Having finished their cigarettes, Nick and his wife and their female friend attempted to return inside the pub but the doorman refused them entry, despite the fact that the round of drinks which the group had just purchased remained untouched on a table fully visible through the front window of the pub. Other customers remained inside the pub, and were being allowed to stay and it seemed to Nick unreasonable and unfair that he and his companions should not be allowed re-entry, at least in order to finish their drinks.

Nick who is himself by occupation a Security Officer and a Security Industry Authority (SIA ) door license holder, spoke on behalf of his group to the doorman in an attempt to gain re-entry to the pub. Throughout his conversation with the doorman Nick remained calm and polite. He was well aware as a doorman himself that a confrontational or aggressive attitude in such a situation would get him nowhere.

The doorman was joined by a female Police Officer, PC Clinch, who also refused Nick and his companions re-entry to the pub.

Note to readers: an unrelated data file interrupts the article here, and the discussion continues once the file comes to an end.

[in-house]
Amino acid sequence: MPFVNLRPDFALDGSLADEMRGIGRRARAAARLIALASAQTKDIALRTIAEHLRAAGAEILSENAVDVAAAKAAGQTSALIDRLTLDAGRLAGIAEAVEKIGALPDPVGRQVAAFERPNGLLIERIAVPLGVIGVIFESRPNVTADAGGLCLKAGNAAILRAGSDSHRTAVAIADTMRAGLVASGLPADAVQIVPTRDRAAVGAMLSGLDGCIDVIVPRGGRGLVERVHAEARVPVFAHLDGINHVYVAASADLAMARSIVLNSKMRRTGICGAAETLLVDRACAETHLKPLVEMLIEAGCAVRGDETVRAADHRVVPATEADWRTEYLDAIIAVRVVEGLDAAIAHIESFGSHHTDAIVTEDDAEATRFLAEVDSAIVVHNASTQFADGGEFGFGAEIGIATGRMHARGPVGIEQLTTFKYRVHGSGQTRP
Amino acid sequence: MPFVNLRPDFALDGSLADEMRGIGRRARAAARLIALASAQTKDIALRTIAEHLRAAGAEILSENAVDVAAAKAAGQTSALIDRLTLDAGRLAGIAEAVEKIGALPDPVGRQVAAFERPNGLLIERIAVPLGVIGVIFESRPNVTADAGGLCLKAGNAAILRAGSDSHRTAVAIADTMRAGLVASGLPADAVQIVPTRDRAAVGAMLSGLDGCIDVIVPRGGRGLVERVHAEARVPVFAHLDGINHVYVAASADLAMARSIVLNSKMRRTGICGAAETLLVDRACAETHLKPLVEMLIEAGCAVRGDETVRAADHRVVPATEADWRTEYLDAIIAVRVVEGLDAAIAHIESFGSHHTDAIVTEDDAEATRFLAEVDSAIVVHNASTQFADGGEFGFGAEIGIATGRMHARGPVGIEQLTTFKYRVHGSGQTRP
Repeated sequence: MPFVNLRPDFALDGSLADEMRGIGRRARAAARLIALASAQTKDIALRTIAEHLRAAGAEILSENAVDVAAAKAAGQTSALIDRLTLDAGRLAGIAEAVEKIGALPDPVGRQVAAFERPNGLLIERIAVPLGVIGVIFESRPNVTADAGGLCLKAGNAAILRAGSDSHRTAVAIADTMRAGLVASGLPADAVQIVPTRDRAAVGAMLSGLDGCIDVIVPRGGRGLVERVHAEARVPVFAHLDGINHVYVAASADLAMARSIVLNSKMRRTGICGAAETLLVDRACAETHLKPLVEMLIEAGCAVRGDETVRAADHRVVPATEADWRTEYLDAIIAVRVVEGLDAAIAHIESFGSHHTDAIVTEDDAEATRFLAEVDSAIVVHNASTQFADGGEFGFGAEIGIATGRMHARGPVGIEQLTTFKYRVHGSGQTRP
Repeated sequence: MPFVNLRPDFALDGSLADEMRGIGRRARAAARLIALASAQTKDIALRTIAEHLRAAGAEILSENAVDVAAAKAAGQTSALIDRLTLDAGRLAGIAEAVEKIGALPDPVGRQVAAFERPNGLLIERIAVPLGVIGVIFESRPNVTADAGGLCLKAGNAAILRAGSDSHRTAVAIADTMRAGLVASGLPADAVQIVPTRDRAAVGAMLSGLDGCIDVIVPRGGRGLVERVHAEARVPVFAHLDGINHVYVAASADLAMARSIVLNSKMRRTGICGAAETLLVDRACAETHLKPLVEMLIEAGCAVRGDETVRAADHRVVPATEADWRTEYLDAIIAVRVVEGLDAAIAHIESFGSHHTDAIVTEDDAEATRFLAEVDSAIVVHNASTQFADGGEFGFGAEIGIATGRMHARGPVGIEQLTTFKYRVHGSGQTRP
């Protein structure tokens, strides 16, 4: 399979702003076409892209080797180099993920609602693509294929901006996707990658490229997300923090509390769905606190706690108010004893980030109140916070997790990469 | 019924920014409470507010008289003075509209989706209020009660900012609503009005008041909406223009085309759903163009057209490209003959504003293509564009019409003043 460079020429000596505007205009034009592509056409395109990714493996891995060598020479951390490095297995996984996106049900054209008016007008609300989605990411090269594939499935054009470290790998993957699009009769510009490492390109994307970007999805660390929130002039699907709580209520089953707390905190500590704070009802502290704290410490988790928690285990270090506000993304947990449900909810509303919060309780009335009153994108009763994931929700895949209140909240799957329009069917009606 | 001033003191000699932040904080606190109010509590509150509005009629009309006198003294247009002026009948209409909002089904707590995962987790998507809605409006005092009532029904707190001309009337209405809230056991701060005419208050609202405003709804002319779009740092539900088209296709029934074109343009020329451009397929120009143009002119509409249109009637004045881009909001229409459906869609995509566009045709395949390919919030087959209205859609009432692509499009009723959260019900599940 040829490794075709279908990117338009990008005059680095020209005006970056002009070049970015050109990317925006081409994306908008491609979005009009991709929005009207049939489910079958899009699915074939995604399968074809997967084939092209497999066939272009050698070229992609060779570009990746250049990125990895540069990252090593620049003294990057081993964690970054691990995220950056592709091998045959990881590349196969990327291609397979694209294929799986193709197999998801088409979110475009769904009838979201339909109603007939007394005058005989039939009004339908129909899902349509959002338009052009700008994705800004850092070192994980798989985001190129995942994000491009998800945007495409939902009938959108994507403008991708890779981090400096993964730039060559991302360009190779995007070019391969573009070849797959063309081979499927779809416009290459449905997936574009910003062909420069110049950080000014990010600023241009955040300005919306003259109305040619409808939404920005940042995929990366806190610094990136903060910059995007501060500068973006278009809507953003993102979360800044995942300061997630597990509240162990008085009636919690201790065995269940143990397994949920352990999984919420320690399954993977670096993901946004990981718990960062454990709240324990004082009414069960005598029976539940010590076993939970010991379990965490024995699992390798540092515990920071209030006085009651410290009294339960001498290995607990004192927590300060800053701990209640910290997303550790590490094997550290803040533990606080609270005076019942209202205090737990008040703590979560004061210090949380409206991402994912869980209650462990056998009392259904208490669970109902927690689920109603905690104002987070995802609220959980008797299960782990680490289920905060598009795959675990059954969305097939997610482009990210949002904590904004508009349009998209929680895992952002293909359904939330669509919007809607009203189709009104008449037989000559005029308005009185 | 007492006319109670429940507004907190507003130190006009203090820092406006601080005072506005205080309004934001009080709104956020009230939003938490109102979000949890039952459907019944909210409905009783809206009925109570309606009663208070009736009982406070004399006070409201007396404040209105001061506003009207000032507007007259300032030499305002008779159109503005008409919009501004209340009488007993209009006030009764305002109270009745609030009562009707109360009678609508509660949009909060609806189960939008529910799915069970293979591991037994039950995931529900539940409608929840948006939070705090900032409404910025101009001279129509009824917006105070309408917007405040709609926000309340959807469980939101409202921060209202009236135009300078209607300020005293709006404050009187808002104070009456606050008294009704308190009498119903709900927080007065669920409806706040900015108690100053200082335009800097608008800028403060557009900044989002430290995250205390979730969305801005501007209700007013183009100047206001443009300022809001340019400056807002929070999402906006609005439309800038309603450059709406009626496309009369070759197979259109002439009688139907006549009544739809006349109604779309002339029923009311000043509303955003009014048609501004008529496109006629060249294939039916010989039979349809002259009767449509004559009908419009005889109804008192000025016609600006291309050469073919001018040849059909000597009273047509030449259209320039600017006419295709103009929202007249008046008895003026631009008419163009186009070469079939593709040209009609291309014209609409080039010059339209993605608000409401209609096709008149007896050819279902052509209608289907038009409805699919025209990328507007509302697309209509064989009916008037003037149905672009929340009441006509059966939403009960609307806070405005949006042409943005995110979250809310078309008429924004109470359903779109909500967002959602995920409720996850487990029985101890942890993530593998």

Whilst Nick was pointing out to PC Clinch that there were many customers still inside the pub, he was approached and forcibly pushed backwards by a male Police Officer, PC Ronald Tulloch (collar number 8939).

When Nick questioned why the Officer had done this to him he was immediately informed by PC Tulloch that he was being placed under arrest for drunk and disorderly behaviour.

When this arrest occurred, Nick and his wife, who had consumed no alcohol before leaving their home, had been on their night out for no more than an hour and 10 minutes. Nick was not drunk, and at no time had been disorderly or used any offensive language. He had at no time sought to barge past the doorman or any Police Officer but now found himself handcuffed and arrested for having done nothing more than complain.